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HIPAA privacy rules detailed in AMA online guide

The resource tool will explain new security regulations and lay out deadlines for compliance.

By Pamela Lewis Dolan — Posted March 9, 2010

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The American Medical Association has launched an online resource to help physicians make sense of the privacy and security rules that were created under the 2009 stimulus package.

The new rules, portions of which went into effect in September 2009, not only added teeth to Health Insurance Portability and Accountability Act regulations but also added procedures that all physician offices must have in place to comply.

The revised HIPAA rules created a three-tiered penalty structure that includes fines up to a maximum of $50,000 per violation, up to $1.5 million annually.

As of Feb. 22, the Dept. of Health and Human Services started enforcing the breach notification rules, which require practices to notify patients, and possibly the media, of a violation that meets the definition of a breach of patient identifying information.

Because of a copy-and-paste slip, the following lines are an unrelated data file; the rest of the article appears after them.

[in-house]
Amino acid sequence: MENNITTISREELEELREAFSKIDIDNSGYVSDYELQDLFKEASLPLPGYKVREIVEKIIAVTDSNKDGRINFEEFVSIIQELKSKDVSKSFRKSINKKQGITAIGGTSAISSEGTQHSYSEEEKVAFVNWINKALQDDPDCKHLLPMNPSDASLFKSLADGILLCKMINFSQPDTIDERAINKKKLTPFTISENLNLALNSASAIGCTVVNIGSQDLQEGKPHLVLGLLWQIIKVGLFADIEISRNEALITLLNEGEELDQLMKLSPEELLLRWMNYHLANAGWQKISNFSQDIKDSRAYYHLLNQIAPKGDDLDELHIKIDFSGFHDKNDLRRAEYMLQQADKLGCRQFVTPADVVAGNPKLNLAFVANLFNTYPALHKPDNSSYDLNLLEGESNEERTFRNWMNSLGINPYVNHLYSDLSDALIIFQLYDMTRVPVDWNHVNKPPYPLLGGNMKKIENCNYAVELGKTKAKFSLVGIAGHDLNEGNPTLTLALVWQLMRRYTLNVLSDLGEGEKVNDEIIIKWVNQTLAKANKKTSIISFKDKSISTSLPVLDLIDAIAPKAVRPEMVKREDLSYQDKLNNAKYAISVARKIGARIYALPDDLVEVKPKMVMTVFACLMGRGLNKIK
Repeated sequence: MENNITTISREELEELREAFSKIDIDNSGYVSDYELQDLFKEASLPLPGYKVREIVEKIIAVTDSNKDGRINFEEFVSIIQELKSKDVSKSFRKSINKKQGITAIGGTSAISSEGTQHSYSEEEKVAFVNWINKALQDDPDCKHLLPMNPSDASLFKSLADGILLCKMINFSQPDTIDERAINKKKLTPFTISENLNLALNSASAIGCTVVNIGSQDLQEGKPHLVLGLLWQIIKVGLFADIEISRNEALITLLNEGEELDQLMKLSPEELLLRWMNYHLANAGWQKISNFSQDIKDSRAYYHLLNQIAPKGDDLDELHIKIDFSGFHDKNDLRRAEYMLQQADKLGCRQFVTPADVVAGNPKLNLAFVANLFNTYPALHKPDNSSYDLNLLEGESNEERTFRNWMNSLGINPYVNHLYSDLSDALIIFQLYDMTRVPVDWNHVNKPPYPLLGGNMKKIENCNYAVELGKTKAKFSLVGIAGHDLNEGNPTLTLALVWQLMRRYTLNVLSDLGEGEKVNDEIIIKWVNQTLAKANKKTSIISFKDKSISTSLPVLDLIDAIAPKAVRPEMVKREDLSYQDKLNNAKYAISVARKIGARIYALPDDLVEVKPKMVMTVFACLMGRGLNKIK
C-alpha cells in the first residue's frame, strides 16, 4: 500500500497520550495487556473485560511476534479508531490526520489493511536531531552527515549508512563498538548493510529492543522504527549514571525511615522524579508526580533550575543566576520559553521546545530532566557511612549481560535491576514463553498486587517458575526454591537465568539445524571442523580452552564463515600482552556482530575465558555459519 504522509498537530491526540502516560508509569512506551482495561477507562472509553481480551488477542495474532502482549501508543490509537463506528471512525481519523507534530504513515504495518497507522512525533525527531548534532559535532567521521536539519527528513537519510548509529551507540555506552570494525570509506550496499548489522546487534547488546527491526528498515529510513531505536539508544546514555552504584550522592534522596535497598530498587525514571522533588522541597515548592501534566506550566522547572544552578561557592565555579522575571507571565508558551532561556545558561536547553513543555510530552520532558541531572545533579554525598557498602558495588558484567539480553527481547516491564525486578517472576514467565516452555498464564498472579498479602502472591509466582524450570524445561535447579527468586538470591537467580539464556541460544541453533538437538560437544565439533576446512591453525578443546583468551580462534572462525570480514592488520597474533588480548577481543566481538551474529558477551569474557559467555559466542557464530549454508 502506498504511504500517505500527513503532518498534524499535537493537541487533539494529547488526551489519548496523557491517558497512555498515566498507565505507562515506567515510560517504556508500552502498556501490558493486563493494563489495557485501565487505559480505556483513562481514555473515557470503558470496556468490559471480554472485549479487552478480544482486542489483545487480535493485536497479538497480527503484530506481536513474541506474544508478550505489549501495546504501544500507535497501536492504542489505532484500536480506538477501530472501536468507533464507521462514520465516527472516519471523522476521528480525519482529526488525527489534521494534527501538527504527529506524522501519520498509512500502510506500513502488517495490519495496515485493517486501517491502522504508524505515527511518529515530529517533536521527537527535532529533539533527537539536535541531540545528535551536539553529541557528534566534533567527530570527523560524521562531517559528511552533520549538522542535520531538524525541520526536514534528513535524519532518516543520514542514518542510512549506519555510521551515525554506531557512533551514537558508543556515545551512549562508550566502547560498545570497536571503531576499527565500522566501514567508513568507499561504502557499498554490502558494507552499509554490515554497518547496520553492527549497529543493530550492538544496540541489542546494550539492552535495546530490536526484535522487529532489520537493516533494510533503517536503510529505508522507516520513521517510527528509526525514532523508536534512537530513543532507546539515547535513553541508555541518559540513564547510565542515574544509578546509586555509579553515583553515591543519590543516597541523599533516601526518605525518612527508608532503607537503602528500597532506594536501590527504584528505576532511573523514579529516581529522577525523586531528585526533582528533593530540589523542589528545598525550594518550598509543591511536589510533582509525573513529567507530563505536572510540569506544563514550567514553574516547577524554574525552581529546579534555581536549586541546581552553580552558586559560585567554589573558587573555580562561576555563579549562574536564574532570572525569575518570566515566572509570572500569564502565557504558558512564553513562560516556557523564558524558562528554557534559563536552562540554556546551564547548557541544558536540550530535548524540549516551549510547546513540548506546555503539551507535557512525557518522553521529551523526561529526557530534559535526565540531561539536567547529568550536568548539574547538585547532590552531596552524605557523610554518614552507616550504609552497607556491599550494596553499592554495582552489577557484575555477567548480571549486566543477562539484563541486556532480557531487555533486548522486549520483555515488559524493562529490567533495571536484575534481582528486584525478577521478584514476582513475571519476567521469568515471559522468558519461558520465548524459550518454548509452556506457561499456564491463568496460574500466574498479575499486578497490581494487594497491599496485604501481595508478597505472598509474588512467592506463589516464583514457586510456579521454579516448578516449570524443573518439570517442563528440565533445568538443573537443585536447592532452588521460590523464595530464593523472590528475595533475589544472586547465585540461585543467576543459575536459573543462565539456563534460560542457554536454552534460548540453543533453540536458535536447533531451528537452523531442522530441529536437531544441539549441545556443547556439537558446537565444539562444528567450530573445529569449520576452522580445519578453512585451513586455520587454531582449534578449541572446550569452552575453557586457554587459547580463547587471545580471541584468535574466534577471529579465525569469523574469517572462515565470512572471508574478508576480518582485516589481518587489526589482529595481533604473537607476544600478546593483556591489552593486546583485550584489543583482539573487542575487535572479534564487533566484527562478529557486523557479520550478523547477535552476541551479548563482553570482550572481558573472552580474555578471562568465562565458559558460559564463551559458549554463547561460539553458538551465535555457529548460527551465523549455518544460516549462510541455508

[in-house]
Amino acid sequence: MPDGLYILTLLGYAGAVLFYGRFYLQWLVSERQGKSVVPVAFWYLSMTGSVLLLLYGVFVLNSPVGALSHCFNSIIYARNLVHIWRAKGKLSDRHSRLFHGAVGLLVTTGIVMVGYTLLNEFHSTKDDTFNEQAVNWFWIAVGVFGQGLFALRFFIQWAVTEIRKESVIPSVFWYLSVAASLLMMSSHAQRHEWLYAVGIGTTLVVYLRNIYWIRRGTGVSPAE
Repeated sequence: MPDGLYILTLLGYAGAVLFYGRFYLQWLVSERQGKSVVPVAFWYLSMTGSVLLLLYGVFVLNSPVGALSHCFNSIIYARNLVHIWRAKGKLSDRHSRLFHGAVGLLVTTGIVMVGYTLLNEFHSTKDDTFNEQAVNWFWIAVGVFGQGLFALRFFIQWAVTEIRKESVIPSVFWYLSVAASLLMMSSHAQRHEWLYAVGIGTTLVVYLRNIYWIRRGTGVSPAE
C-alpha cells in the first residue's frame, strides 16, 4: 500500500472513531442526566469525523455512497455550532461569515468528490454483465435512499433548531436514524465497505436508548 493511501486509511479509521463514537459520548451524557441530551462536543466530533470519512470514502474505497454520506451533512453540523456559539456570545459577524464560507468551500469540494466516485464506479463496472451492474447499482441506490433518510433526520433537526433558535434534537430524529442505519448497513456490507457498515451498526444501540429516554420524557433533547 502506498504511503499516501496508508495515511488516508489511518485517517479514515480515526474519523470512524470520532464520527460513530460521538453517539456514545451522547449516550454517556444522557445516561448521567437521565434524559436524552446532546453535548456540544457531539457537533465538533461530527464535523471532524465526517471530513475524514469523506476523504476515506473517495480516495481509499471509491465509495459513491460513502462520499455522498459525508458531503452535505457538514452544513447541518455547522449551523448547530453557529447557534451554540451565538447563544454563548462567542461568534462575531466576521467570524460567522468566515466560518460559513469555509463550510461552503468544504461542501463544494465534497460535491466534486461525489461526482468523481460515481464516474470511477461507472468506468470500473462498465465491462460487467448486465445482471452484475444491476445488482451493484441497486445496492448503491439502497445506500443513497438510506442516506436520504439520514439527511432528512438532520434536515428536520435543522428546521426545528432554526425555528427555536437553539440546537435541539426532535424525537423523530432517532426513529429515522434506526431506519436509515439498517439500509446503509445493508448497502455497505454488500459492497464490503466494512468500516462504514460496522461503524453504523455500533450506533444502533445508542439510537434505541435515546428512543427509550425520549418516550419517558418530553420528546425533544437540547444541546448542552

Additionally, the new privacy rules affect business associates, which will change the way contracts are written between associates and practices. A business associate is any entity -- a health plan, for example -- that receives patient information from a physician in the course of business.

The AMA tool outlines the new requirements regarding the protection of patient information; how to comply with patients' requests to access their information; and the administrative protections physicians must have in place. The site also details the compliance schedule with all relevant deadlines and links to additional information. The resource is available online (link).

A previous tool details the revised HIPAA laws and the corresponding penalties for non-compliance. It also is available online (link).

Resources are open to all physicians.

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